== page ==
Benjamin Franklin had a passion for self-improvement. The Founding Father, drafter of the Declaration of Independence, inventor, and scientist – perhaps best known for his experiment with a key on a kite string – decided to embark on what he called, in his autobiography, a “bold and arduous project” with a goal of nothing less than “moral perfection.”
That turned out not to be as easy as he had hoped. While he was guarding against one fault, another bad habit would pop up. He needed to come up with a plan to turn the virtues he desired into habits.
He made a list of 13 virtues he wanted to acquire. Then he came up with the key to his method. He realized that if he tried to focus on all of the 13 at once, he would just get distracted. So he created a plan where he would focus mostly on one virtue at a time.
He put them in an order where mastering one would make it easier to master the next. Every week he focused on a single virtue. With 13 virtues on his list, he spent a week on each of them four times a year.
His chosen virtues were:
- Temperance (not eating or drinking too much)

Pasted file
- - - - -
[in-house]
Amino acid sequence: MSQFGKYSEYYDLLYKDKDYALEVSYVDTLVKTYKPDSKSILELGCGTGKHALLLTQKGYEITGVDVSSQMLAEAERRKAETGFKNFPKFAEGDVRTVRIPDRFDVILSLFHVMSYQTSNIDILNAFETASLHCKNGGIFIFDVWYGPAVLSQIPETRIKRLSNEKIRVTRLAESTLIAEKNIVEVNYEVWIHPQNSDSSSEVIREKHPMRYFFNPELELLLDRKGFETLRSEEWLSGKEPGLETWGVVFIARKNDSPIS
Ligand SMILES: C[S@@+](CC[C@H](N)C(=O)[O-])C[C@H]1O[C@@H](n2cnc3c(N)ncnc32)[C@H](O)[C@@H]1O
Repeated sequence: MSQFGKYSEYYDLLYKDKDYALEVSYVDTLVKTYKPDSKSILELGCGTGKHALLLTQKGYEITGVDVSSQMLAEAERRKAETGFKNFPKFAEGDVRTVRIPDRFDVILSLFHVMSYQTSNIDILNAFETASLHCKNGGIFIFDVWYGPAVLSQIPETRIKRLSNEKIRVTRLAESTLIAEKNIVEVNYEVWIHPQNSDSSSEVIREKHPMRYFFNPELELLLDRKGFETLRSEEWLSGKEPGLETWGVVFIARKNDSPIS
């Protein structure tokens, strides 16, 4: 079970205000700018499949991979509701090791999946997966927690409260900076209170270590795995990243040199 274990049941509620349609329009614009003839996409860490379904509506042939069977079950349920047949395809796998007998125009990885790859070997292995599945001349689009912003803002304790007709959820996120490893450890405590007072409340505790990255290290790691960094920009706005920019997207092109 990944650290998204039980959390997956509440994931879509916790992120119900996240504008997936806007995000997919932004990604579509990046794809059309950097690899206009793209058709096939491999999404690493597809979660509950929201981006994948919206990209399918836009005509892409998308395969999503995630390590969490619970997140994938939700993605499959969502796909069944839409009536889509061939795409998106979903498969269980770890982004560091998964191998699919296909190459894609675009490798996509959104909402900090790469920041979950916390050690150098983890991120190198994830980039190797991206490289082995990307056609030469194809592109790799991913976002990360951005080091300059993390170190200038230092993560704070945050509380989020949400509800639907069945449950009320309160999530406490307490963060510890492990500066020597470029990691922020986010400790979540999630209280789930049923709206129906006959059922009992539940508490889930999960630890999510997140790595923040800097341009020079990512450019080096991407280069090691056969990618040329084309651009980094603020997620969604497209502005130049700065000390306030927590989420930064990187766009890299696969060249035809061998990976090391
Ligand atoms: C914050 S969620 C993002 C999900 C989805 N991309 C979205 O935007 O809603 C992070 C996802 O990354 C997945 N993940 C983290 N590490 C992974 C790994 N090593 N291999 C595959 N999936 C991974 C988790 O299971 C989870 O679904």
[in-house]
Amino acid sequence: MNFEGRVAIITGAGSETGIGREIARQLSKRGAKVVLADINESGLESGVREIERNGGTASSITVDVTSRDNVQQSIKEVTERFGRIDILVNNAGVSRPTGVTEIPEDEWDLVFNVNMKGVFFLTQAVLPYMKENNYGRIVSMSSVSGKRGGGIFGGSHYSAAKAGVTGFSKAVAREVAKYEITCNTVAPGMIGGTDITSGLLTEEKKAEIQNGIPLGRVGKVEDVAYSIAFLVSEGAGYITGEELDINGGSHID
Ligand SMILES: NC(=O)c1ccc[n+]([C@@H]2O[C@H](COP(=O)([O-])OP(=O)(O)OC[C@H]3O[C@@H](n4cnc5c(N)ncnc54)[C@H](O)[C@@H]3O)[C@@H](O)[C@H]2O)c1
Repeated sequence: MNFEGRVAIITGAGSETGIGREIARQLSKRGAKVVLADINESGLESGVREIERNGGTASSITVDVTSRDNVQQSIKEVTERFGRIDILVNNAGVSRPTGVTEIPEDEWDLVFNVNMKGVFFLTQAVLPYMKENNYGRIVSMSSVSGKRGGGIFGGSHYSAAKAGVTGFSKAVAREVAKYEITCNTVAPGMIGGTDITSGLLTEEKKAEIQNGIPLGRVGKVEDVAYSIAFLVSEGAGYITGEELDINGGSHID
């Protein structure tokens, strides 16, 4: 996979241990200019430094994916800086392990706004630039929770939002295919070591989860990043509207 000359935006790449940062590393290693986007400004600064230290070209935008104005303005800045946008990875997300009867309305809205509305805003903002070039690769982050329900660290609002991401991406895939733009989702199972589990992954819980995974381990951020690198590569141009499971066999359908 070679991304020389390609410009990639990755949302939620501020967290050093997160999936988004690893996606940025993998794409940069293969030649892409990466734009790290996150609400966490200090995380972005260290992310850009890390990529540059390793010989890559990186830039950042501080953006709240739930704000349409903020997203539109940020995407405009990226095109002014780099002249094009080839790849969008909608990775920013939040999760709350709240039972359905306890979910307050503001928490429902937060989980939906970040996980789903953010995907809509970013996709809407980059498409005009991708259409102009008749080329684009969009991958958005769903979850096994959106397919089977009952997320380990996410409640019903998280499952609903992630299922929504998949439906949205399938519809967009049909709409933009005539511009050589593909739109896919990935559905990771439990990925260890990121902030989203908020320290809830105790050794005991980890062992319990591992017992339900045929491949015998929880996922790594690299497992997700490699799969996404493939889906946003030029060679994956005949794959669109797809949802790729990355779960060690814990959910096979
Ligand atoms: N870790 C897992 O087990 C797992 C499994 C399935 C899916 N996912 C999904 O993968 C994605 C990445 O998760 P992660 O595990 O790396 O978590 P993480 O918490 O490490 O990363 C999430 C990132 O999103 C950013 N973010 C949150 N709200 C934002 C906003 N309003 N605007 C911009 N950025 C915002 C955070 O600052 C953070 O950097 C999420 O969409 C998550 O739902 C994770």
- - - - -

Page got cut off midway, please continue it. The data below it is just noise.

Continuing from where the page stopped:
- Silence (saying only what will benefit himself or others)
- Order (for objects and for time)
- Resolution (to do what he should)
- Frugality (don’t waste)
- Industry (always be doing something useful, and don’t waste time)
- Sincerity (act, think, and speak without deceit)
- Justice (do his duty to avoid harm and provide benefits to others)
- Moderation (avoid extremes and resentments)
- Cleanliness (of body, clothing, and home)
- Tranquility (don’t get upset about trivial or unavoidable things)
- Chastity (don’t overdo sex, and use it mostly for health and offspring)
- Humility (be like Jesus and Socrates)
To keep track of how well he was doing in his self-improvement project, he made graphs in a notebook. On each page, he drew lines to make seven columns, one for each day of the week. Then he made 13 rows, one for each virtue.
Every page had a single virtue that he was focusing on the most. For example, the first week, he would focus on temperance. He would leave the others to their natural course.
Every evening, he would think back on his faults of the day. He would place a mark in the box on his graph for the day and virtue for every one of the virtues that he had failed to uphold. His goal was to have a line clear of marks for the virtue he was focusing on for the week. If he could keep it up for a week, he would progress to the next virtue and try to keep both lines clear. After 13 weeks, he would start again.
Franklin’s self-improvement project still appeals to people today. If this resonates, consider choosing 13 virtues that have personal meaning to you.
In the end, Franklin did not achieve the perfection of moral character that he had sought. But he said he was a better and happier person for having tried. And that’s the best outcome of all.